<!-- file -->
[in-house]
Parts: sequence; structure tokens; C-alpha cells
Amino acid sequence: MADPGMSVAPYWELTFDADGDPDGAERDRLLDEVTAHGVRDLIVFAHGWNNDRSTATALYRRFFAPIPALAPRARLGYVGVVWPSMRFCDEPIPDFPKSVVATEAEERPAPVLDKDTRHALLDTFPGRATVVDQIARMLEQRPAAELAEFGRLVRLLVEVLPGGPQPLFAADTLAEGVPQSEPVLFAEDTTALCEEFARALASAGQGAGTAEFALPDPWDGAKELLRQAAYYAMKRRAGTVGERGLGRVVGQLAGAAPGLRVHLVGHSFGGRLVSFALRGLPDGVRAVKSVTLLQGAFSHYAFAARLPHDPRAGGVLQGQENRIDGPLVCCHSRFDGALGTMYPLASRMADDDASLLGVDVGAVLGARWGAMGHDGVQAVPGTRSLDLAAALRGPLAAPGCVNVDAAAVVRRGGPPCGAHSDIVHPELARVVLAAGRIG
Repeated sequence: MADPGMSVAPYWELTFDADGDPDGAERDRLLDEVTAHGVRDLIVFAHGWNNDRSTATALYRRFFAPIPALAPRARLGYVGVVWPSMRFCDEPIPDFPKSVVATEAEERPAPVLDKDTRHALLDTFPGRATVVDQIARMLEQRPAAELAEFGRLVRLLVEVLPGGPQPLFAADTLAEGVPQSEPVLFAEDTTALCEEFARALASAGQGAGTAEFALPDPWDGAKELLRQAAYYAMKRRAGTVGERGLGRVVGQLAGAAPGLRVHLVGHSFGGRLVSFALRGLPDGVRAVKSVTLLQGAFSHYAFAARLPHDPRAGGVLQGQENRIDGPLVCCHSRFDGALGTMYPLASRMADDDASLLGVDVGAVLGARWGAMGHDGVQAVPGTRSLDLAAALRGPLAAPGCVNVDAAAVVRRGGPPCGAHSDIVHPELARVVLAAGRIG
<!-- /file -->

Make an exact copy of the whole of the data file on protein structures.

[in-house]
Parts: sequence; structure tokens; C-alpha cells
Amino acid sequence: MADPGMSVAPYWELTFDADGDPDGAERDRLLDEVTAHGVRDLIVFAHGWNNDRSTATALYRRFFAPIPALAPRARLGYVGVVWPSMRFCDEPIPDFPKSVVATEAEERPAPVLDKDTRHALLDTFPGRATVVDQIARMLEQRPAAELAEFGRLVRLLVEVLPGGPQPLFAADTLAEGVPQSEPVLFAEDTTALCEEFARALASAGQGAGTAEFALPDPWDGAKELLRQAAYYAMKRRAGTVGERGLGRVVGQLAGAAPGLRVHLVGHSFGGRLVSFALRGLPDGVRAVKSVTLLQGAFSHYAFAARLPHDPRAGGVLQGQENRIDGPLVCCHSRFDGALGTMYPLASRMADDDASLLGVDVGAVLGARWGAMGHDGVQAVPGTRSLDLAAALRGPLAAPGCVNVDAAAVVRRGGPPCGAHSDIVHPELARVVLAAGRIG
Repeated sequence: MADPGMSVAPYWELTFDADGDPDGAERDRLLDEVTAHGVRDLIVFAHGWNNDRSTATALYRRFFAPIPALAPRARLGYVGVVWPSMRFCDEPIPDFPKSVVATEAEERPAPVLDKDTRHALLDTFPGRATVVDQIARMLEQRPAAELAEFGRLVRLLVEVLPGGPQPLFAADTLAEGVPQSEPVLFAEDTTALCEEFARALASAGQGAGTAEFALPDPWDGAKELLRQAAYYAMKRRAGTVGERGLGRVVGQLAGAAPGLRVHLVGHSFGGRLVSFALRGLPDGVRAVKSVTLLQGAFSHYAFAARLPHDPRAGGVLQGQENRIDGPLVCCHSRFDGALGTMYPLASRMADDDASLLGVDVGAVLGARWGAMGHDGVQAVPGTRSLDLAAALRGPLAAPGCVNVDAAAVVRRGGPPCGAHSDIVHPELARVVLAAGRIG